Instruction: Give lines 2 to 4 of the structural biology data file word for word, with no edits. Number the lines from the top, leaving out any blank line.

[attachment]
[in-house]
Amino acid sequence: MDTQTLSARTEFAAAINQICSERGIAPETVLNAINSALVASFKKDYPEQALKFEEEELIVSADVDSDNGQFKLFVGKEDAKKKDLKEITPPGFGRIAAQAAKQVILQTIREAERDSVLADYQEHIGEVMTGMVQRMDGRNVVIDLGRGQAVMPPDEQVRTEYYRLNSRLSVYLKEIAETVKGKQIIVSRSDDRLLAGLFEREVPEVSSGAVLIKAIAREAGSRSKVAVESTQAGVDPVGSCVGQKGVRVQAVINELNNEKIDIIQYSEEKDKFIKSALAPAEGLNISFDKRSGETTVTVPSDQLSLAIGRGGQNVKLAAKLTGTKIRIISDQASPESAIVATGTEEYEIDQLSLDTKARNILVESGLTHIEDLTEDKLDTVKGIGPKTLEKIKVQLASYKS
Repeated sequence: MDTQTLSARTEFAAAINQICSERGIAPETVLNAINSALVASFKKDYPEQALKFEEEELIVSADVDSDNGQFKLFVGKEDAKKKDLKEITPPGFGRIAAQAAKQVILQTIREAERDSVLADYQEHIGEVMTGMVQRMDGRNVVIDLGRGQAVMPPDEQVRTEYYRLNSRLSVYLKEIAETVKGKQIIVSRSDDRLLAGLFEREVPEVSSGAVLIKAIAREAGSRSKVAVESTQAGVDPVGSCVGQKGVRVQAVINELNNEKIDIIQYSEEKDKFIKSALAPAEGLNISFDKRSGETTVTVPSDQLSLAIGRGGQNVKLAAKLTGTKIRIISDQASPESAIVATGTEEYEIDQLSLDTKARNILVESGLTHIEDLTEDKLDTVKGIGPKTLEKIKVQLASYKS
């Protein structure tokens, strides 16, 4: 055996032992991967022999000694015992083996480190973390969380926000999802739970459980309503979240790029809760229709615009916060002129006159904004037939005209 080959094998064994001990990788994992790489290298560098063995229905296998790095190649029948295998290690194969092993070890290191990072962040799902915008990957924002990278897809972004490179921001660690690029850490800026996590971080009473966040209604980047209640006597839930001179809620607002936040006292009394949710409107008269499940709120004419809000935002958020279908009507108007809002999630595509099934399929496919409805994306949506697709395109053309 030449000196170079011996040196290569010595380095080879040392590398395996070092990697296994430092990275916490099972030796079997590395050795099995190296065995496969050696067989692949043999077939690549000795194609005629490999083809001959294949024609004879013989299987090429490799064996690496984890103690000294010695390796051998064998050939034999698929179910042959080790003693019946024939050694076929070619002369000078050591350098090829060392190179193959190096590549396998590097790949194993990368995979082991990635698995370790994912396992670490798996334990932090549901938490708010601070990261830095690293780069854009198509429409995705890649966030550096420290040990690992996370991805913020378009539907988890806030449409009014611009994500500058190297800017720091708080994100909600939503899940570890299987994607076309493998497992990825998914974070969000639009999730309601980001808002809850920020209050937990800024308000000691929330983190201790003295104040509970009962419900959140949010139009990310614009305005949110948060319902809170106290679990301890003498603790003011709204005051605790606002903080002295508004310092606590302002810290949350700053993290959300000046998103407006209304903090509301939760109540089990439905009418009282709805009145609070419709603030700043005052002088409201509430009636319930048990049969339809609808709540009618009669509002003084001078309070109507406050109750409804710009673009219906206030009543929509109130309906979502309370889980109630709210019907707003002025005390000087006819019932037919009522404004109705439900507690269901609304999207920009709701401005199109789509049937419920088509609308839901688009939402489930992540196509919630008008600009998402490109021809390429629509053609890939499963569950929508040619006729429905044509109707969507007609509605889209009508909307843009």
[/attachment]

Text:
Amino acid sequence: MDTQTLSARTEFAAAINQICSERGIAPETVLNAINSALVASFKKDYPEQALKFEEEELIVSADVDSDNGQFKLFVGKEDAKKKDLKEITPPGFGRIAAQAAKQVILQTIREAERDSVLADYQEHIGEVMTGMVQRMDGRNVVIDLGRGQAVMPPDEQVRTEYYRLNSRLSVYLKEIAETVKGKQIIVSRSDDRLLAGLFEREVPEVSSGAVLIKAIAREAGSRSKVAVESTQAGVDPVGSCVGQKGVRVQAVINELNNEKIDIIQYSEEKDKFIKSALAPAEGLNISFDKRSGETTVTVPSDQLSLAIGRGGQNVKLAAKLTGTKIRIISDQASPESAIVATGTEEYEIDQLSLDTKARNILVESGLTHIEDLTEDKLDTVKGIGPKTLEKIKVQLASYKS
Repeated sequence: MDTQTLSARTEFAAAINQICSERGIAPETVLNAINSALVASFKKDYPEQALKFEEEELIVSADVDSDNGQFKLFVGKEDAKKKDLKEITPPGFGRIAAQAAKQVILQTIREAERDSVLADYQEHIGEVMTGMVQRMDGRNVVIDLGRGQAVMPPDEQVRTEYYRLNSRLSVYLKEIAETVKGKQIIVSRSDDRLLAGLFEREVPEVSSGAVLIKAIAREAGSRSKVAVESTQAGVDPVGSCVGQKGVRVQAVINELNNEKIDIIQYSEEKDKFIKSALAPAEGLNISFDKRSGETTVTVPSDQLSLAIGRGGQNVKLAAKLTGTKIRIISDQASPESAIVATGTEEYEIDQLSLDTKARNILVESGLTHIEDLTEDKLDTVKGIGPKTLEKIKVQLASYKS
């Protein structure tokens, strides 16, 4: 055996032992991967022999000694015992083996480190973390969380926000999802739970459980309503979240790029809760229709615009916060002129006159904004037939005209 080959094998064994001990990788994992790489290298560098063995229905296998790095190649029948295998290690194969092993070890290191990072962040799902915008990957924002990278897809972004490179921001660690690029850490800026996590971080009473966040209604980047209640006597839930001179809620607002936040006292009394949710409107008269499940709120004419809000935002958020279908009507108007809002999630595509099934399929496919409805994306949506697709395109053309 030449000196170079011996040196290569010595380095080879040392590398395996070092990697296994430092990275916490099972030796079997590395050795099995190296065995496969050696067989692949043999077939690549000795194609005629490999083809001959294949024609004879013989299987090429490799064996690496984890103690000294010695390796051998064998050939034999698929179910042959080790003693019946024939050694076929070619002369000078050591350098090829060392190179193959190096590549396998590097790949194993990368995979082991990635698995370790994912396992670490798996334990932090549901938490708010601070990261830095690293780069854009198509429409995705890649966030550096420290040990690992996370991805913020378009539907988890806030449409009014611009994500500058190297800017720091708080994100909600939503899940570890299987994607076309493998497992990825998914974070969000639009999730309601980001808002809850920020209050937990800024308000000691929330983190201790003295104040509970009962419900959140949010139009990310614009305005949110948060319902809170106290679990301890003498603790003011709204005051605790606002903080002295508004310092606590302002810290949350700053993290959300000046998103407006209304903090509301939760109540089990439905009418009282709805009145609070419709603030700043005052002088409201509430009636319930048990049969339809609808709540009618009669509002003084001078309070109507406050109750409804710009673009219906206030009543929509109130309906979502309370889980109630709210019907707003002025005390000087006819019932037919009522404004109705439900507690269901609304999207920009709701401005199109789509049937419920088509609308839901688009939402489930992540196509919630008008600009998402490109021809390429629509053609890939499963569950929508040619006729429905044509109707969507007609509605889209009508909307843009």